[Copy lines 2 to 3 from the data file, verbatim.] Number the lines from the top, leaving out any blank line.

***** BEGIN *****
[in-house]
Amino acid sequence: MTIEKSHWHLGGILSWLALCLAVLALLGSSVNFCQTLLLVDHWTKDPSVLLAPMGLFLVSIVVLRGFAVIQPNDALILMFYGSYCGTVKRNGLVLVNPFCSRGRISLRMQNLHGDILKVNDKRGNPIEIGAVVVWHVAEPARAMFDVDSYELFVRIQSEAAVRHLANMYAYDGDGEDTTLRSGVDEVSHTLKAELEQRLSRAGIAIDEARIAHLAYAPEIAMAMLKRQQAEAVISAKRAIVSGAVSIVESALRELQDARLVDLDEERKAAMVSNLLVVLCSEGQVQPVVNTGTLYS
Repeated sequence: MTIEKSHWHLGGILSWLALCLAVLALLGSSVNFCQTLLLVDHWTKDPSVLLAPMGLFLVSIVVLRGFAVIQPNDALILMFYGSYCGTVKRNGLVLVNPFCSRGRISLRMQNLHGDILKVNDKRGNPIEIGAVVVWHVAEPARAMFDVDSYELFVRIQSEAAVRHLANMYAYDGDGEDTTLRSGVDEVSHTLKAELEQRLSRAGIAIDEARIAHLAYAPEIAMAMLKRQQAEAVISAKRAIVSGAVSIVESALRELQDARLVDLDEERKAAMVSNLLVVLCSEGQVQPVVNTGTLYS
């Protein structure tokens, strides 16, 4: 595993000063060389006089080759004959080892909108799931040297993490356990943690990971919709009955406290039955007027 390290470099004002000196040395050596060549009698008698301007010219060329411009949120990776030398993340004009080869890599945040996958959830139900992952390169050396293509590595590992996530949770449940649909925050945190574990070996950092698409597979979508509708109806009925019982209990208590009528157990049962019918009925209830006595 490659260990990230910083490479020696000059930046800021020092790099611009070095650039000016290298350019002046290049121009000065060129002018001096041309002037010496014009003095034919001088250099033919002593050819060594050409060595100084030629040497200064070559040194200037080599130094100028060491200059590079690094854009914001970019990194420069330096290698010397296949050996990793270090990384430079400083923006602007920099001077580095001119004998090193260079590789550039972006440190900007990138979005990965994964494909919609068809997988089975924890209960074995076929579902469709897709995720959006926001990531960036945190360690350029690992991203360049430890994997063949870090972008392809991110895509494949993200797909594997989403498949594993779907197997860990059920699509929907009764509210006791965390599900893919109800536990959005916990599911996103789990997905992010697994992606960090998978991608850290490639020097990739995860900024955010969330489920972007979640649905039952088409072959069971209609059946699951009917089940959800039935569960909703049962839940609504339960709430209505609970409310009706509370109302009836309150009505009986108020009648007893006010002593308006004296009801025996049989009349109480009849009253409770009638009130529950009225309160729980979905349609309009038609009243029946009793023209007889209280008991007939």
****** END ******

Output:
Amino acid sequence: MTIEKSHWHLGGILSWLALCLAVLALLGSSVNFCQTLLLVDHWTKDPSVLLAPMGLFLVSIVVLRGFAVIQPNDALILMFYGSYCGTVKRNGLVLVNPFCSRGRISLRMQNLHGDILKVNDKRGNPIEIGAVVVWHVAEPARAMFDVDSYELFVRIQSEAAVRHLANMYAYDGDGEDTTLRSGVDEVSHTLKAELEQRLSRAGIAIDEARIAHLAYAPEIAMAMLKRQQAEAVISAKRAIVSGAVSIVESALRELQDARLVDLDEERKAAMVSNLLVVLCSEGQVQPVVNTGTLYS
Repeated sequence: MTIEKSHWHLGGILSWLALCLAVLALLGSSVNFCQTLLLVDHWTKDPSVLLAPMGLFLVSIVVLRGFAVIQPNDALILMFYGSYCGTVKRNGLVLVNPFCSRGRISLRMQNLHGDILKVNDKRGNPIEIGAVVVWHVAEPARAMFDVDSYELFVRIQSEAAVRHLANMYAYDGDGEDTTLRSGVDEVSHTLKAELEQRLSRAGIAIDEARIAHLAYAPEIAMAMLKRQQAEAVISAKRAIVSGAVSIVESALRELQDARLVDLDEERKAAMVSNLLVVLCSEGQVQPVVNTGTLYS